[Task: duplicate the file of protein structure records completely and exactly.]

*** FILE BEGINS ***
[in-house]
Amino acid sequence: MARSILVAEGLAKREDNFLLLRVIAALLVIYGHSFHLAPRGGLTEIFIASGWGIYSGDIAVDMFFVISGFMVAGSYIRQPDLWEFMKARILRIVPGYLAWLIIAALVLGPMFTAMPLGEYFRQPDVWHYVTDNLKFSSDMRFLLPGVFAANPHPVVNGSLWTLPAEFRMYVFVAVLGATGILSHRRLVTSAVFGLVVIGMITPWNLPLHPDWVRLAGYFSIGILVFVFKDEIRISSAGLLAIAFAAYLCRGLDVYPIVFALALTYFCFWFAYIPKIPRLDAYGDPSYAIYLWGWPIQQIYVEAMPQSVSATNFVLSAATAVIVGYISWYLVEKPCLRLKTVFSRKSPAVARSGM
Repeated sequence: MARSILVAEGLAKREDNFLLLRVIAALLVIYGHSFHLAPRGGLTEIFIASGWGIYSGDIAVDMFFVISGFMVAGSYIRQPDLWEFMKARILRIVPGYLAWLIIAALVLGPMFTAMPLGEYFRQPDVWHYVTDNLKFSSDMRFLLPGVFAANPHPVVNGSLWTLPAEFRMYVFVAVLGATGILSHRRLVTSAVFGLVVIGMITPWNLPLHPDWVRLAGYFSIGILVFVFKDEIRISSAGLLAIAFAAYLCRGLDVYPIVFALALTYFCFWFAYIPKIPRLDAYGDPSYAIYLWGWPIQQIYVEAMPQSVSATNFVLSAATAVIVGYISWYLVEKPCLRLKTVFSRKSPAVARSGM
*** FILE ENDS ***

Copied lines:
[in-house]
Amino acid sequence: MARSILVAEGLAKREDNFLLLRVIAALLVIYGHSFHLAPRGGLTEIFIASGWGIYSGDIAVDMFFVISGFMVAGSYIRQPDLWEFMKARILRIVPGYLAWLIIAALVLGPMFTAMPLGEYFRQPDVWHYVTDNLKFSSDMRFLLPGVFAANPHPVVNGSLWTLPAEFRMYVFVAVLGATGILSHRRLVTSAVFGLVVIGMITPWNLPLHPDWVRLAGYFSIGILVFVFKDEIRISSAGLLAIAFAAYLCRGLDVYPIVFALALTYFCFWFAYIPKIPRLDAYGDPSYAIYLWGWPIQQIYVEAMPQSVSATNFVLSAATAVIVGYISWYLVEKPCLRLKTVFSRKSPAVARSGM
Repeated sequence: MARSILVAEGLAKREDNFLLLRVIAALLVIYGHSFHLAPRGGLTEIFIASGWGIYSGDIAVDMFFVISGFMVAGSYIRQPDLWEFMKARILRIVPGYLAWLIIAALVLGPMFTAMPLGEYFRQPDVWHYVTDNLKFSSDMRFLLPGVFAANPHPVVNGSLWTLPAEFRMYVFVAVLGATGILSHRRLVTSAVFGLVVIGMITPWNLPLHPDWVRLAGYFSIGILVFVFKDEIRISSAGLLAIAFAAYLCRGLDVYPIVFALALTYFCFWFAYIPKIPRLDAYGDPSYAIYLWGWPIQQIYVEAMPQSVSATNFVLSAATAVIVGYISWYLVEKPCLRLKTVFSRKSPAVARSGM